The Toronto Blue Jays celebrated their 2013 December Baseball Championship with a sombre, controlled season ticket holder event last night. The natural grumblings of irritated fans after a very disappointing season came through during a ticket holder Q&A with general manager Alex Anthopoulos, president and CEO Paul Beeston, and manager John Gibbons – despite prescreening questions to gently mute any discontent.
More than anything, both the fans and the front office of the Blue Jays seem a little tired. The fans are tired and a little leery after a winter of promise gave way to a season of harsh reality, a fifth-place finish, and the manager who walked away from his contract with the club celebrating a World Series title. The front office seems weary after a season full of worst case scenarios. A season full of injuries and losses and tumors and shredded shoulders and letdown after letdown.
Weary as he might be, Alex Anthopoulos does not appear desperate. All the talent that made his team such a sexy pick for the 2013 season remains in place for 2014. Health is the biggest wild card for his club. It was the biggest factor undermining their aspirations in 2013 and remains the single biggest issue for them going forward into 2014.
The Blue Jays, like every other team in baseball, need their players to be healthy. They cannot afford to dip into the lower half of their pitching depth chart and expect to compete. They cannot, as Anthopolous noted last night, give 30 starts to players who finished with an ERA greater than 6.00.
Alex Anthopoulos took questions from the local media before last night’s fanfest, dodging inquiries about free agents and trade targets as only the evasive GM can. Anthopoulos was asked about the recent Matt Garza, an innovative bit of business featuring options and health-based incentives. Does a deal like his open up different opportunities for a club like yours? Was that a deal you could see yourself working out should the opportunity arise?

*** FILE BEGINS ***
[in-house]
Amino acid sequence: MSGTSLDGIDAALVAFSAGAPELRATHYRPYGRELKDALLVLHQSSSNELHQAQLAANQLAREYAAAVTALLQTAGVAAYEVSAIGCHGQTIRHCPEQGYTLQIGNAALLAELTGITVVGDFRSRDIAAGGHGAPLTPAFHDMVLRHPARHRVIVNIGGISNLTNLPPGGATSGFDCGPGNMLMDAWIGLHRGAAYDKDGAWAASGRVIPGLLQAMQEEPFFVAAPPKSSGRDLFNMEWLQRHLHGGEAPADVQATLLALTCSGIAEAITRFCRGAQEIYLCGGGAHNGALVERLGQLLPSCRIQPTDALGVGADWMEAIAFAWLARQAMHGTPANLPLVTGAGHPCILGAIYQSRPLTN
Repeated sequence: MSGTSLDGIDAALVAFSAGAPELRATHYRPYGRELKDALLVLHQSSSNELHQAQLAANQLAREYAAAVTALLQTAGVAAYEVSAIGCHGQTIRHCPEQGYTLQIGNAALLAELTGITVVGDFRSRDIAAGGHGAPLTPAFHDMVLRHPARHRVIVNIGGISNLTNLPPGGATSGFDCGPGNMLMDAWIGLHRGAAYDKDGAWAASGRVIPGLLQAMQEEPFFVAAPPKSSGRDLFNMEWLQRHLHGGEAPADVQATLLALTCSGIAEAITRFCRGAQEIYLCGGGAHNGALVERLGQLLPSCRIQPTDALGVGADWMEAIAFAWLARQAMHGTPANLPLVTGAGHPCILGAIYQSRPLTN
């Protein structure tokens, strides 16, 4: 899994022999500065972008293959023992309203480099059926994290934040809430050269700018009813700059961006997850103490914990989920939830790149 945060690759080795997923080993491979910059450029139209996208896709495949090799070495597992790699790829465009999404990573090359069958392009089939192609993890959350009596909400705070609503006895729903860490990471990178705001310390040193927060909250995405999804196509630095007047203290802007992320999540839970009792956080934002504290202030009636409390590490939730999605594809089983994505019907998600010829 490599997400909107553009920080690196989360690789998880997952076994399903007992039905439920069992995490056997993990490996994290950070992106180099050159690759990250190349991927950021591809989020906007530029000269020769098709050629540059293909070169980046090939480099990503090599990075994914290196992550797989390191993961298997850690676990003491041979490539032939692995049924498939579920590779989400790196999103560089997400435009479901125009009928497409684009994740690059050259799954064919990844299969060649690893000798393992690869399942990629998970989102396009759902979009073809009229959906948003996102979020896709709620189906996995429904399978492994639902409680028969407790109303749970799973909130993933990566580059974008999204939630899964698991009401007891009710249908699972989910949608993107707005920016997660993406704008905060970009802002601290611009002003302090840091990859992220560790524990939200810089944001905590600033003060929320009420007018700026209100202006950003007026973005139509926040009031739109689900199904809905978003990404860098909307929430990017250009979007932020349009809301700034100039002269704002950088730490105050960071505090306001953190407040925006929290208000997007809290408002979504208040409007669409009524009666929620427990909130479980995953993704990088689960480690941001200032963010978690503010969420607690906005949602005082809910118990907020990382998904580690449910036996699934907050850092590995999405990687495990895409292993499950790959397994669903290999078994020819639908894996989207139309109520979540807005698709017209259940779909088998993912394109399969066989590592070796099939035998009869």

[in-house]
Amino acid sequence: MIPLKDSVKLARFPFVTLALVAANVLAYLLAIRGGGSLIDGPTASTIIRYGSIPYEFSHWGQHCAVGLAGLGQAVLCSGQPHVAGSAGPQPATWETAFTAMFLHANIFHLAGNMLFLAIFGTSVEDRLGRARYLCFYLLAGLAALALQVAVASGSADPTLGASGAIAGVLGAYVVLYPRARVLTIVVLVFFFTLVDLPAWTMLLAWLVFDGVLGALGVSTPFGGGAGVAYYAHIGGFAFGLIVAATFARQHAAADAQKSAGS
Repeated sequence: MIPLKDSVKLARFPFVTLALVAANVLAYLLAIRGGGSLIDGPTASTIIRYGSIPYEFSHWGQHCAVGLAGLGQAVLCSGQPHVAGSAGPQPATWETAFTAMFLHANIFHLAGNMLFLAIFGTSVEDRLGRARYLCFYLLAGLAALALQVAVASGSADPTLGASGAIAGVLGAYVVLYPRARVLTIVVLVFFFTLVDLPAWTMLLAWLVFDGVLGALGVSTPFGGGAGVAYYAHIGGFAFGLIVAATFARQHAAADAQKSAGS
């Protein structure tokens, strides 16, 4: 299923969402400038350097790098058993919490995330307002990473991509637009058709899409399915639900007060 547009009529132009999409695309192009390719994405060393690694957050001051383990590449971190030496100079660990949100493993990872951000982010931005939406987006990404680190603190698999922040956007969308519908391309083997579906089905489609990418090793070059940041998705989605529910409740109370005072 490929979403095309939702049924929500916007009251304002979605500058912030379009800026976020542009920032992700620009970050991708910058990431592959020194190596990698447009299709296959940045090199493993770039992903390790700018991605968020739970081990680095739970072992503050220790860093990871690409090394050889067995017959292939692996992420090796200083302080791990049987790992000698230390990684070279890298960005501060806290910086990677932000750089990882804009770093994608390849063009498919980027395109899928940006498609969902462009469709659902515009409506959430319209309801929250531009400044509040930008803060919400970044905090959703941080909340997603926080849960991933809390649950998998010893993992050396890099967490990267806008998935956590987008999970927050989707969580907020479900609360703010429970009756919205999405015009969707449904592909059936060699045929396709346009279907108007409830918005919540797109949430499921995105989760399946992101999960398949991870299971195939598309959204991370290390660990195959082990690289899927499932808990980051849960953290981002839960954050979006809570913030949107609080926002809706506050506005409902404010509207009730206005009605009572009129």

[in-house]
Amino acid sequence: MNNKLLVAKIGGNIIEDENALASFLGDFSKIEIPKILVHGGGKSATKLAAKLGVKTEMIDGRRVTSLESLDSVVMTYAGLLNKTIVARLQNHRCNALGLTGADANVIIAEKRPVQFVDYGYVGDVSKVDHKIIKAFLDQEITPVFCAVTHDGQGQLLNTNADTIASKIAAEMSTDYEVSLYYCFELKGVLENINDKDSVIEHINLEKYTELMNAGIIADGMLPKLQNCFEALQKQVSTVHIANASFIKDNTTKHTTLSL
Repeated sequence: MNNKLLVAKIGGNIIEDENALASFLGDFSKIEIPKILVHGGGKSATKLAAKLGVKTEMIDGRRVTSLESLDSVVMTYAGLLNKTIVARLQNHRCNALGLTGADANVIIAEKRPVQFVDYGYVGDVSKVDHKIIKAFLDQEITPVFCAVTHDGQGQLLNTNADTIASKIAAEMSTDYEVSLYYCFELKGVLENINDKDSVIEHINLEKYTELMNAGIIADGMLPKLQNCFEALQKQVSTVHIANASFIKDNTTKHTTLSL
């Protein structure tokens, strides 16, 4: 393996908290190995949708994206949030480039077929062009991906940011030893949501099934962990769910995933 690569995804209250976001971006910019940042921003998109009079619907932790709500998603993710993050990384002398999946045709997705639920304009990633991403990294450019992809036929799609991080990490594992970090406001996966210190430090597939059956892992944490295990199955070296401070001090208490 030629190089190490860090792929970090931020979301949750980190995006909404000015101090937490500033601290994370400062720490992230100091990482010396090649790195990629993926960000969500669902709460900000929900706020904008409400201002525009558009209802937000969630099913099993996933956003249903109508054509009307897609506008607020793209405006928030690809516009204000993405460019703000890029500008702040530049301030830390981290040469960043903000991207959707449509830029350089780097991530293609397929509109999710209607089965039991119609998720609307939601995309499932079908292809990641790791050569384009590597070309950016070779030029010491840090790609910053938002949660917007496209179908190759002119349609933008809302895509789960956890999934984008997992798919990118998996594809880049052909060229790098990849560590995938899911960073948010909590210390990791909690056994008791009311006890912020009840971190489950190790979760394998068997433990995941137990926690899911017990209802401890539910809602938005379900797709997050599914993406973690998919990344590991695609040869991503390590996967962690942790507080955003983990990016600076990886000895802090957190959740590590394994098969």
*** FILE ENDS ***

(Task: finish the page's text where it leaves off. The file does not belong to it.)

The only other deal I’ve seen like that was John Lackey. I think the contract speaks for itself – it’s not common. When you have language like that written into a contract, it’s telling. It’s an element of risk — and how much risk you’re willing to take on.
The Blue Jays know all about risk. They risked their future for their present by trading away three well-regarded prospects for current stars like Jose Reyes and R.A. Dickey. Mortgaging the future goes down a lot easier when you see results in the short term.
The Blue Jays haven’t seen that sort of return on their prospect investment. Excellent when healthy, their older players broke down as older players are known to do. Their starting rotation bottomed out as the used more starters than 28 other clubs over the last two seasons.
Numbers of starting pitchers used, 2012-2013
|1||San Diego Padres||20|
|2||Toronto Blue Jays||20|
|5||New York Mets||19|
|10||Kansas City Royals||17|
It is after this kind of experience that a non-rebuilding GM starts looking for more than upside. He needs stability, not a lottery ticket upside play. When so much money is already invested in the on-field product, there is no sense adding variables to the mix.
If you have to build language like that in there (the options and vestments as seen in Lackey and Garza’s multiyear deals) you may just not have interest to begin with. You may have a chance to get some upside and let’s take the risk, other teams might say they’re just not interested, it doesn’t fit.
Put more simply, the embattled GM said flatly “It’s a hard way to plan.”
Planning is all most general managers try to do. Plan to put the best team on the field, plan to leverage your minor league assets and plan to capitalize on the physical and performance peaks of your talent by surrounding them with the best possible supporting cast. That’s it. Trust in your medical personnel to keep your players on the field and avoid overt health risks.
The Blue Jays already have a high-ceiling lottery ticket in the midst. Brandon Morrow has some of the nastiest stuff in baseball but has made 30 starts just once in his career. The Jays have much more depth than a season ago, where Ricky Romero was penciled in as the fifth starter, not an afterthought with a dozen names above him on the depth chart.
Toronto needs better pitching if they hope to compete in 2014. It’s really quite simple. Rather than chasing upside and hoping to catch lightning in a bottle, they’re focus this offseason appears to be adding depth and hoping for a return to health for multiple starters. No need to task risks with an injury risk like Matt Garza – there are more than enough questions yet to be answered.